What is traditionally-tanned leather?

For as long as the shoemakers who work with us can remember, their families have worked with water buffalo leather. This leather is purchased from family tanners who live and work about an hour from Athani Village. They tan leather in a slow, hands-on, non-mechanized way, in a trade that’s been passed down through generations. It’s closer to the way leather was made for thousands of years, until the process was industrialized.

With each material used to make and sell Mohinders, we do our best to reduce waste, avoid synthetics and limit our environmental impact. For us, a primary way to reduce our impact is through heirloom, non-industrialized materials and processes.

Traditional methods often don’t qualify for international certifications like Fair Trade and Certified Organic, yet we believe they inherently operate at an appropriate, small scale—and work in healthier balance with their surrounding ecosystem than modern industrialized practices.

We also think leather is one best materials in the world—it’s been made by humans since about 7000 BCE. Vegetable-tanned leather (including traditionally-tanned leather, like ours) only gets better with time. 

In January of 2017 we made the trip to meet with a group of leather-producing families. They live and work in a tiny village surrounded by turmeric and sugarcane fields, about an hour from where our shoes are made.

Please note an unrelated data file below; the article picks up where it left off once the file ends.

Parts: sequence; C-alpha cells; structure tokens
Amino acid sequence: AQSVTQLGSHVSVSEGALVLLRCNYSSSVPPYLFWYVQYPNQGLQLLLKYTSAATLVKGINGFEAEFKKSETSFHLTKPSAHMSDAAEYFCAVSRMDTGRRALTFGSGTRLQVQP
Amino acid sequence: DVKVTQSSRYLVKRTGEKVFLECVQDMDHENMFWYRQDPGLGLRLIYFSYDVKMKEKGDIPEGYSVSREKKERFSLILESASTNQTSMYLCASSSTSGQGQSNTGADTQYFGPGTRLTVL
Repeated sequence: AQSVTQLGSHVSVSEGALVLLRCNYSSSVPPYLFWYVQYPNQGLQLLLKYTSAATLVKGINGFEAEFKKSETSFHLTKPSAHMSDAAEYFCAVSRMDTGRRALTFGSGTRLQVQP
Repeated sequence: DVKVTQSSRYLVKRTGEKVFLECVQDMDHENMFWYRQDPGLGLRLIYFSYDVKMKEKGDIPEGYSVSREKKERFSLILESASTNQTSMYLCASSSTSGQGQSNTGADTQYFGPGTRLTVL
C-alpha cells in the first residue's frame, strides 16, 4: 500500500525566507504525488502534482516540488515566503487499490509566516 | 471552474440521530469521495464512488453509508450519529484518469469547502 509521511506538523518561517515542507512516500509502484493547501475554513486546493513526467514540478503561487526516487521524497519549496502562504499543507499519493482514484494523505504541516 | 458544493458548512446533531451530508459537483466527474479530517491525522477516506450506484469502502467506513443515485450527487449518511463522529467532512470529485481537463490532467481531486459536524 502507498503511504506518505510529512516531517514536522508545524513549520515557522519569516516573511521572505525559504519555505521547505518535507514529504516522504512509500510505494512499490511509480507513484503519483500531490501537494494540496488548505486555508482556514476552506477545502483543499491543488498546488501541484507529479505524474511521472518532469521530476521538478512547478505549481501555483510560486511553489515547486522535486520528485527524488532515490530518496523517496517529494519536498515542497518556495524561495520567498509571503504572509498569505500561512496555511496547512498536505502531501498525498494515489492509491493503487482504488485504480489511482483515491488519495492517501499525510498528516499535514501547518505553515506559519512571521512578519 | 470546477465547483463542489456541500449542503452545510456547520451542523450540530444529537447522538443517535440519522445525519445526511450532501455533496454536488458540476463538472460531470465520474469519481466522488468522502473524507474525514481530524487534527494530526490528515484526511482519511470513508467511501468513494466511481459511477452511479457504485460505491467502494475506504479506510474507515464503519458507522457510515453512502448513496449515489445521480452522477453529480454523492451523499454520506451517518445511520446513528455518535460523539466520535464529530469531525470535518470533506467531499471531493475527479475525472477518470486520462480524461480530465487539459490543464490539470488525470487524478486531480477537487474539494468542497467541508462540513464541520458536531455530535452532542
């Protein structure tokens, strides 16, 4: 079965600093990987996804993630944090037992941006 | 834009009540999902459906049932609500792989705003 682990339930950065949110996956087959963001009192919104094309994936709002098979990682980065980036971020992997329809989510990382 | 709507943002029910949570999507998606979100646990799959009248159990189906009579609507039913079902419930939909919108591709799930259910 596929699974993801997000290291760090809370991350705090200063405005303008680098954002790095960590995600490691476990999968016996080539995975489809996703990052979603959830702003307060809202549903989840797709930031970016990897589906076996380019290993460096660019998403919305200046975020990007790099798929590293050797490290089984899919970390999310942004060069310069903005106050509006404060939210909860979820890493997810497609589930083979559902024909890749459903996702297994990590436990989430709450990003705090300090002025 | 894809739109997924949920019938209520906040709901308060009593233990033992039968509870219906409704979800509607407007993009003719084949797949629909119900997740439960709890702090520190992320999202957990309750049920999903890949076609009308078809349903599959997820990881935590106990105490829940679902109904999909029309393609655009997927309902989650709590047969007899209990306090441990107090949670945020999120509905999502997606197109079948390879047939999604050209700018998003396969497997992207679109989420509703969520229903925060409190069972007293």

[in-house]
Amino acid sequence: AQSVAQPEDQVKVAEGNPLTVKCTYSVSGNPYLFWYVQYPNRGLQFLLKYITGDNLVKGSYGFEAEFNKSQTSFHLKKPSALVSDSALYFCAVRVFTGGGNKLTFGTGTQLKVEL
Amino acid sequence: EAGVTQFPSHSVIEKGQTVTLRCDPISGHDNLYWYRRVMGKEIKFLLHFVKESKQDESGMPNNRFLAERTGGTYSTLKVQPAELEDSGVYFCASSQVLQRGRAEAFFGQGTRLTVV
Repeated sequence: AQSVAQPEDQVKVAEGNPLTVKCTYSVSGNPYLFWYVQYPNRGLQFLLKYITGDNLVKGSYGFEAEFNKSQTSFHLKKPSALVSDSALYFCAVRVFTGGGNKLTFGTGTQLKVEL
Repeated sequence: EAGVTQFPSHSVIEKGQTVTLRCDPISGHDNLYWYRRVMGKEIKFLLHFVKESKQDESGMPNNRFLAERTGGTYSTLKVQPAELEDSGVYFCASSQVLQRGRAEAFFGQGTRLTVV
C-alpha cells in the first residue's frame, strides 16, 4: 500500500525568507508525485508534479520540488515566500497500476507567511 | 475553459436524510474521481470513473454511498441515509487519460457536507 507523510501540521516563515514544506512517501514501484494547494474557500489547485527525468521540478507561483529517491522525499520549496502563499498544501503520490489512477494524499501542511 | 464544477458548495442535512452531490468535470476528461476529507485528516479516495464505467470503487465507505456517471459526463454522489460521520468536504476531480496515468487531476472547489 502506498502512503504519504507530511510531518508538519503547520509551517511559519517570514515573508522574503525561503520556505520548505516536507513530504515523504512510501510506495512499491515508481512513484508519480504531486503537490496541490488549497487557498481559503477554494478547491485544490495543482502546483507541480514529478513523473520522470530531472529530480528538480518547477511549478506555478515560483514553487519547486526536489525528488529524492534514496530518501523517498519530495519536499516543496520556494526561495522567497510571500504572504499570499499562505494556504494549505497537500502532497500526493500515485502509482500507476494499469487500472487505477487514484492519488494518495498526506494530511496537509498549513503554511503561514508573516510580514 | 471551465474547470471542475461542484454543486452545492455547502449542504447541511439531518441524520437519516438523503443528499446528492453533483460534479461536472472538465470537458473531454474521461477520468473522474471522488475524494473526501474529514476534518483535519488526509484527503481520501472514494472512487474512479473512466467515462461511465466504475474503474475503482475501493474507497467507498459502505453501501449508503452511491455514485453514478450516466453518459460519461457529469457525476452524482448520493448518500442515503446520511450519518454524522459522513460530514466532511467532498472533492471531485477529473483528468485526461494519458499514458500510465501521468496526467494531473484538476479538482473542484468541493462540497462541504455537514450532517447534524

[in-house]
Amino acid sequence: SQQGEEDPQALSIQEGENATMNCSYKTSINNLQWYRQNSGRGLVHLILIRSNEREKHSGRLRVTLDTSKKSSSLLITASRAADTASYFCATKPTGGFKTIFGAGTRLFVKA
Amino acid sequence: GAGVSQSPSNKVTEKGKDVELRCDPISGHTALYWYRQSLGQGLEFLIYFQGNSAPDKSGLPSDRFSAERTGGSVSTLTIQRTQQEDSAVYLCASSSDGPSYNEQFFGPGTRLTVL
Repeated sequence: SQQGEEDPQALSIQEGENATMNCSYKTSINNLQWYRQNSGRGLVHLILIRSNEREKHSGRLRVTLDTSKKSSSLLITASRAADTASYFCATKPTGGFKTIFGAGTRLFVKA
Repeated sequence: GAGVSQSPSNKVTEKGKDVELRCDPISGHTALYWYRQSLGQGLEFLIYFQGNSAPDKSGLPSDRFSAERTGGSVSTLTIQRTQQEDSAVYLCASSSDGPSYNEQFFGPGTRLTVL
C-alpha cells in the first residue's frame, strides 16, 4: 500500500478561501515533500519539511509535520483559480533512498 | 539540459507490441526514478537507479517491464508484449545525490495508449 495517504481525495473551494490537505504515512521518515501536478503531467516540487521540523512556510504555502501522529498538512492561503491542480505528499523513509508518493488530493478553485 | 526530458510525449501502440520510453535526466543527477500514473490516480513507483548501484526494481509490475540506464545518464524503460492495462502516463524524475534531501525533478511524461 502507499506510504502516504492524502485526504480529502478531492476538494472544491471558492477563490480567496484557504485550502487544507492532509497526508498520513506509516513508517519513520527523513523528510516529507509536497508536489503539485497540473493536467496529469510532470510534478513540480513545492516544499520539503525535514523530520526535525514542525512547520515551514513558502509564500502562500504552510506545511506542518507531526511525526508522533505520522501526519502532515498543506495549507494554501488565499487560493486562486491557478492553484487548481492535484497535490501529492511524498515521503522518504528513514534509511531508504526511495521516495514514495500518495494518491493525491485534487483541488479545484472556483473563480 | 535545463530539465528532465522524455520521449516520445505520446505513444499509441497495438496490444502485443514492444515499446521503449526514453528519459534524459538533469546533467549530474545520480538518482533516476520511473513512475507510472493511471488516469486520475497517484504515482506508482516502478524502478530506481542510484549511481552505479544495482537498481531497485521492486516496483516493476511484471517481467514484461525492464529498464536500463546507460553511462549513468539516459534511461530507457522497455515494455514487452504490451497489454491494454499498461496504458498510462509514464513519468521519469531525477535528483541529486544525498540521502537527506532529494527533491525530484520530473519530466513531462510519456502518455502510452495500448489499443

This old way of producing leather, called bag-tanning, uses a solution comprised of just three ingredients: water, acacia tree bark, and crushed myrobalan nut (myrobalan is also used as a natural dye, and as a common remedy in Ayurvedic medicine).


Water buffalo hides are stitched into bags using plant fibers, then the three-ingredient tanning solution is poured into each bag; it slowly seeps out for a few days. Then the bags are flipped and filled again, for the process to repeat and even out top and bottom. In this way, the tanning solution fully saturates all the layers of each hide.

Aside from a simple machine that crushes myrobalan nuts into a powder, every step is done by hand; this marks the key difference between Mohinders leather and any leather (veg-tanned or not), made in a modern tannery. 

How is other leather made?

Raw hides are turned into leather in a process called tanning, or treating raw animal skin to modify its proteins and stop it from degrading as it normally would. Tanning turns a raw hide into leather.
For most of history, tanning was basically done the same way: soaking hides in a solution of vegetable tannins (like oak bark) for many weeks, so the liquid saturates the hide and alters the proteins. This is called vegetable tanning or veg-tanned leather.

In 1858, the industrialized world invented chrome tanning. Chromium can replace plant-based tanning agents for a faster, cheaper, and more chemical-intensive process. Hides are treated with acidic salts, then chromium alters the skin’s structure, turning it to leather. The whole process can be finished in a day, and creates super-soft leather that can be made a rainbow of bright colors. About 90% of today’s leather is made in this way.